| Media Releases, Students

Student Coronavirus payments a good outcome

The Innovative Research Universities (IRU) group has welcomed confirmation that university students will be eligible for the Government’s fortnightly $550 Coronavirus supplement, initially available to jobseekers but not students.

Finance Minister Mathias Cormann confirmed yesterday evening that the special ‘Coronavirus Supplement’ would be extended to eligible Abstudy, Austudy and youth allowance (student) claimants, following pressure on the issue from student groups, universities and parliamentary parties.

If students were excluded from the Coronavirus Supplement, it would create a perverse financial incentive for young people to cease study at university because they would receive more money as a jobseeker than as a student.

Students are also being hit as casual jobs shrink with the contracting economy.

The IRU welcomed the Finance Minister’s announcement, saying that extending the payment to students will be a boost to universities and the wider economy, as well as to the individuals in receipt.

The $550 supplement will be available for an initial six months, with the possibility of a further extension depending on how the Coronavirus situation evolves.

Eligible students will also receive the first $750 one-off economic stimulus payments being provided to income support recipients, pensioners and other eligible concession card holders.

The IRU remains concerned that many international students, who are not eligible for the Coronavirus Supplement, may struggle to make ends meet during the current crisis, particularly as international students have few support options if they lose their part-time jobs.

IRU Executive Director Conor King said:

“This is a good outcome for Australian students, universities and the wider economy.

“Extending the Coronavirus Supplement to eligible students will remove the perverse incentive for young people to stop studying, during this particularly challenging time. Students have a lot to grapple with at the moment, so the extra support is essential.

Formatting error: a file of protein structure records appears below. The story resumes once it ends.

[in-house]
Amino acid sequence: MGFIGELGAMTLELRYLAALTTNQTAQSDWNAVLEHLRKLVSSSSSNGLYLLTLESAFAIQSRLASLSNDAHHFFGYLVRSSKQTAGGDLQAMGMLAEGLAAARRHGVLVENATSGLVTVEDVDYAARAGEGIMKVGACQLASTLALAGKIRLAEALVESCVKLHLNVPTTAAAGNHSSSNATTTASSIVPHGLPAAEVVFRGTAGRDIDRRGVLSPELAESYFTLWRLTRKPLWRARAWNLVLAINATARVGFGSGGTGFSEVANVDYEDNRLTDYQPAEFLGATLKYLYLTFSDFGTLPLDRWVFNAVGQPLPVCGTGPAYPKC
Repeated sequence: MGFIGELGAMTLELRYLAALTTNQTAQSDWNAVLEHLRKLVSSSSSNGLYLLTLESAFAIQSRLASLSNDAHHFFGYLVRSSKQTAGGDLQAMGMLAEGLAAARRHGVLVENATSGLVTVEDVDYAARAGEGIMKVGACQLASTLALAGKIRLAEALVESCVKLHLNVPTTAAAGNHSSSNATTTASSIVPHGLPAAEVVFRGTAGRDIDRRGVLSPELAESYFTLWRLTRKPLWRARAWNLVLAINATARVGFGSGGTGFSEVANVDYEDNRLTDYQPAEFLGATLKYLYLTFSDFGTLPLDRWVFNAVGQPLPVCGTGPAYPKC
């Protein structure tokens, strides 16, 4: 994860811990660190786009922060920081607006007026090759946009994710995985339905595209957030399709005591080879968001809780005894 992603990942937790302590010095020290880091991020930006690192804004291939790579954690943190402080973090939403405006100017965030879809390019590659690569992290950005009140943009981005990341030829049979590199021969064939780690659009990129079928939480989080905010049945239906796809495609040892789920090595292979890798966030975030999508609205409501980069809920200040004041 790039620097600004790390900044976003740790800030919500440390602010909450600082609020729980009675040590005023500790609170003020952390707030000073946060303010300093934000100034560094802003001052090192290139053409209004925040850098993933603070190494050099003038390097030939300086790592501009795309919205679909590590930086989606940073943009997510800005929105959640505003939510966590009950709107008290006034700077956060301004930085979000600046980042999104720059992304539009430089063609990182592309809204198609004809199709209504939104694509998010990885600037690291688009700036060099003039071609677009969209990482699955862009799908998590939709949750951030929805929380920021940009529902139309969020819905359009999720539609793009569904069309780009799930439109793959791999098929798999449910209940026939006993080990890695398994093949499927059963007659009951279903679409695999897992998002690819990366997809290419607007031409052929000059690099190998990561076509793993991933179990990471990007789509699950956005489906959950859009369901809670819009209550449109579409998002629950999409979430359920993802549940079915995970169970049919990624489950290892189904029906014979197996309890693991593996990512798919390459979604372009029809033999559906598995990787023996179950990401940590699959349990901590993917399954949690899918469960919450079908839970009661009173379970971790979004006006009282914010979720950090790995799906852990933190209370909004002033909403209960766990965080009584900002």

“The IRU thanks the Government for quickly accepting the argument made in the Parliament and making the necessary changes to the rules.

“2020 is an extremely challenging year for the higher education sector. IRU will work with the Government to ensure that university education and research capability remain robust, and that universities remain major economic players in their regions and beyond.”

| Education, Students

Free suite of Work Integrated Learning (WIL) resources now online

A free suite of resources to help prepare students, university staff and workplace supervisors for work integrated learning (WIL) has been uploaded to the IRU website.

More than 30 learning modules, documents, videos and articles have been added to the suite so far, with others set to be added in coming months.

They include resources specifically tailored towards students, international students, university staff and workplace supervisors.

Each of the resources has been created by an IRU university or other WIL-related organisation. The IRU’s WIL resources hub brings them together into one curated collection, signposting users towards resources that they can use and share.

The WIL resources hub was put together by the IRU’s most recent Vice-Chancellor’s Fellow, Associate Professor Amani Bell, in collaboration with staff from IRU universities.

Work integrated learning is a practice that has a high impact on students’ learning and employability. It refers to university initiatives to prepare students to transition into the workforce, such as internships, clinical and fieldwork.

Work integrated learning isn’t new to university education, but is becoming increasingly valued by teachers and students as an important element of many courses.

The new suite of IRU resources is available at iru.edu.au/resources.